Tilly, living in the 19thcentury and Nina, living in the 21stcentury are both connected to Nell Holt. After the death of her grandfather and a disasterous short marriage, Tilly takes the first available boat out of England to Australia. She is employed as a governess to Nell on Amber Island — a Moreton Bay island where prisoners are jailed. But Nell keeps memories of her haunting past close to her chest until an error of judgement forces her to expose her past.
Nina’s great-grandmother was Nell. She’s a successful author struggling with her forth novel. She holds a secret that’s about to be exposed by a scathing journalist.
Can both women survive their past?
Equally as good is Freeman’s Lighthouse Bay (another 5 out of 5).
After Emma, a talented ballerina, damages her knee and her career is ruined, she leaves London and returns to Australia where she learns of her grandmother Beattie’s death and her inheritance — Wildflower Hill. Emma heads to the property that was once a prosperous sheep station, where she discovers her grandmother’s possessions packed away in boxes. As she sorts through each box, she uncovers the mystery of her grandmother’s past and a new beginning for herself.
I remember Mary as the Bennett sister who couldn’t sing, but twenty years on from the end of Austin’s Pride and Prejudice, Mary’s life continues. In her desperation for independence, she investigates the plight of the English poor only to find herself in danger.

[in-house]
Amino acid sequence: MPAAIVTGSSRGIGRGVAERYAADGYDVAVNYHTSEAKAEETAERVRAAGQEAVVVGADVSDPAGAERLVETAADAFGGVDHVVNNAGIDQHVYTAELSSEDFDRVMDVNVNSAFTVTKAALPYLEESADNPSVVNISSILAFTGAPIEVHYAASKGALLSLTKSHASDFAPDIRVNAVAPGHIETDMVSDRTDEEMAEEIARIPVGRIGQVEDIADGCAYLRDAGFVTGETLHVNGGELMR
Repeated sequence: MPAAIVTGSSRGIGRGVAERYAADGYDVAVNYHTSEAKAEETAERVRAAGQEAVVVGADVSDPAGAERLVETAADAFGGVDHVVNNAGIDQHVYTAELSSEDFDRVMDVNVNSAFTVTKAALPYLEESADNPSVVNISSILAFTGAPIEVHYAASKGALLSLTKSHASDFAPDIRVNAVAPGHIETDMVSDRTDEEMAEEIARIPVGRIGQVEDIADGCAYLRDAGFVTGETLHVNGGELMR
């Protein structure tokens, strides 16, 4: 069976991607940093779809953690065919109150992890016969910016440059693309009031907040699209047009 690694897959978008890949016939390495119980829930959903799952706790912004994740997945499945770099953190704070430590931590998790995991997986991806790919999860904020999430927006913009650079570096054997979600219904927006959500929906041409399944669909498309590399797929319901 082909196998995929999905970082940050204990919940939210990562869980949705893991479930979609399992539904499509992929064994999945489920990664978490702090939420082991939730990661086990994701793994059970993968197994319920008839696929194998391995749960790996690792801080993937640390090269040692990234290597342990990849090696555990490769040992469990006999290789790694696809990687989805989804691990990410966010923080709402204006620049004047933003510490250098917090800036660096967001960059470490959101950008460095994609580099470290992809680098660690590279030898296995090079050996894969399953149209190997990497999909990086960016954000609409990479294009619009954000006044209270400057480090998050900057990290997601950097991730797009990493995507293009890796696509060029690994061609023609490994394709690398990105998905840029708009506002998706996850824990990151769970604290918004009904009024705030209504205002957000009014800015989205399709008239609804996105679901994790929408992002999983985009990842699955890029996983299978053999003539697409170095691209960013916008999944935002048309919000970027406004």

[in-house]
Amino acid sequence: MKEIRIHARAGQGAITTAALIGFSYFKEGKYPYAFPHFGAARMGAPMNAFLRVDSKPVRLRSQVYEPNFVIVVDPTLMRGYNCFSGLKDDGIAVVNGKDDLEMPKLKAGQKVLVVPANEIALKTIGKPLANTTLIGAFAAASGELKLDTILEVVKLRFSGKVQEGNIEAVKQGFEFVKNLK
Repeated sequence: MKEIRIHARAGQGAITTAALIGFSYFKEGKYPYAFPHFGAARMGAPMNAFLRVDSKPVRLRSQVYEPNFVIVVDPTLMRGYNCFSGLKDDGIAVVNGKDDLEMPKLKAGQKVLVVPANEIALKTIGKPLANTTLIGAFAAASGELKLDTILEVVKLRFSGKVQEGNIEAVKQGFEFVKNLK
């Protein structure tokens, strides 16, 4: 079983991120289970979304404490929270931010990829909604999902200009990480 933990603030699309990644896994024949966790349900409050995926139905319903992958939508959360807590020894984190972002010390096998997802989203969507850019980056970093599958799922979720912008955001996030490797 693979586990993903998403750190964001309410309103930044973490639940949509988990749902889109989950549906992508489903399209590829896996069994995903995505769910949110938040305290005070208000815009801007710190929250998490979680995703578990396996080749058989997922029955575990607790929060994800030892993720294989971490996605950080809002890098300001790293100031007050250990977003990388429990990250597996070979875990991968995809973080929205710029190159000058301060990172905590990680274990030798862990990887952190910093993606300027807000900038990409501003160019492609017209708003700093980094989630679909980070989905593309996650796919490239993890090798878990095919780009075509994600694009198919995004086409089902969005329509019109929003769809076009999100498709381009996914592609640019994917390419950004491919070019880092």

I wasn’t expecting this to be an engaging tale, but I should have known better because this Australian author has never disappointed me. A book I couldn’t put down when I needed a light read.
If you’re curious about why a child was abandoned on the dock in a foreign country, or want to know why the person a character trusts more than anyone commits a horrendous crime, then Kate Moreton’s the author for you.
The Secret Keeper, Forgotten Garden and House at Riverton were all gripping novels I couldn’t put down. Not only were they well written, but I was hooked right till the unpredictable ends of all three.
This is a history of Queensland’s early European settlement that I was never taught. The novel documents an era during the 1800s when pastoralists claimed millions of hectares of Queensland’s interior for cattle and sheep grazing. When Aborigines objected, speared a sheep or approached waterholes they’d used for thousands of years, graziers either demanded the native police “disperse” the Aborigines or killed most of the tribe themselves.
This is a difficult truth, revealing massacre after massacre of thousands of Aborigines perpetrated by white settlers and/or native police while the state government turned a blind eye because many of the government officials had vested interests in the grazier properties.
A must read for those who don’t want a glossed over version of history.
Alijaz is a river guide on the only remaining Tasmanian River that has not been dammed, the Franklin. In an attempt to save a tourist who’s fallen into the river, Alijaz gets trapped in the rapids. While he is trapped, his dreams take him on an unforgettable journey.
Beautifully written, I didn’t want this story to end while at the same time, hoped Alijaz would survive.
After Jaxie’s abusive father accidently dies, Jaxie heads for the West Australian wilderness fearing he’ll be blamed. When he’s desperate for water, he comes across an abandoned shack with a water tank. But as he explores the lonely countryside, he soon discovers he is not the only one who’s run away from his past nor is he safe once he discovers an even bigger secret.
Jaxie’s voice adds to the adventure of isolation in the back country. Just couldn’t put Winton’s latest novel down.